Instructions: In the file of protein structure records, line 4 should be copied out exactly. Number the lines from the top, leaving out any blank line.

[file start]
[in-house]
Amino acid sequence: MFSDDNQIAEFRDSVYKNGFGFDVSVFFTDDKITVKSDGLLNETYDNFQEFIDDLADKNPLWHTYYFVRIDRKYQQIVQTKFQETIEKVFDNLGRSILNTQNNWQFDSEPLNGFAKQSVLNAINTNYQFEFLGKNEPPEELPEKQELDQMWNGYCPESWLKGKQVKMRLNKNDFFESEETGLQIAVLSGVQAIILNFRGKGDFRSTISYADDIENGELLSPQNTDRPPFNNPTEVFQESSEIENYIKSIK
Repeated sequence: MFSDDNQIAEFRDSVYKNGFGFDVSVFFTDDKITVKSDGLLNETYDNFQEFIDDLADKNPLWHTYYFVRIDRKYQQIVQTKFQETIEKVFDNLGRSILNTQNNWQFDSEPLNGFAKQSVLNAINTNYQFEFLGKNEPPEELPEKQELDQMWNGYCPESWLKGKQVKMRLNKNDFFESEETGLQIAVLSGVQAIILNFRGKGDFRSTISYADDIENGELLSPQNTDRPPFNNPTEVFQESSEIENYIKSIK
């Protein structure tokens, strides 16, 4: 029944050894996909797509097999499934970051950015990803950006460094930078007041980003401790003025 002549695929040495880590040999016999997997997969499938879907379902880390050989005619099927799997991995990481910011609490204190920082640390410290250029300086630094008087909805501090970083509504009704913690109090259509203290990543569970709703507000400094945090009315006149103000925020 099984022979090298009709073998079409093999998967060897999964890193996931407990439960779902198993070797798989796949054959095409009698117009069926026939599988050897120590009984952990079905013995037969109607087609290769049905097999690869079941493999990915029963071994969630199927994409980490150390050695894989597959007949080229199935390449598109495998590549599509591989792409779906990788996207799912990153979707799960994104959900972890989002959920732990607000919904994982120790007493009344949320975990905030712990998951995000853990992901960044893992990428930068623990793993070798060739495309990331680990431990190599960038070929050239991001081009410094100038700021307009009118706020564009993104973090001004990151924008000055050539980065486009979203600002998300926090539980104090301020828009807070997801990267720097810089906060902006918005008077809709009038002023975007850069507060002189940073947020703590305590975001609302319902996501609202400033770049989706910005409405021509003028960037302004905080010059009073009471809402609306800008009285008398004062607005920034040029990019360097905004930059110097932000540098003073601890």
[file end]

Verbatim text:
């Protein structure tokens, strides 16, 4: 029944050894996909797509097999499934970051950015990803950006460094930078007041980003401790003025 002549695929040495880590040999016999997997997969499938879907379902880390050989005619099927799997991995990481910011609490204190920082640390410290250029300086630094008087909805501090970083509504009704913690109090259509203290990543569970709703507000400094945090009315006149103000925020 099984022979090298009709073998079409093999998967060897999964890193996931407990439960779902198993070797798989796949054959095409009698117009069926026939599988050897120590009984952990079905013995037969109607087609290769049905097999690869079941493999990915029963071994969630199927994409980490150390050695894989597959007949080229199935390449598109495998590549599509591989792409779906990788996207799912990153979707799960994104959900972890989002959920732990607000919904994982120790007493009344949320975990905030712990998951995000853990992901960044893992990428930068623990793993070798060739495309990331680990431990190599960038070929050239991001081009410094100038700021307009009118706020564009993104973090001004990151924008000055050539980065486009979203600002998300926090539980104090301020828009807070997801990267720097810089906060902006918005008077809709009038002023975007850069507060002189940073947020703590305590975001609302319902996501609202400033770049989706910005409405021509003028960037302004905080010059009073009471809402609306800008009285008398004062607005920034040029990019360097905004930059110097932000540098003073601890």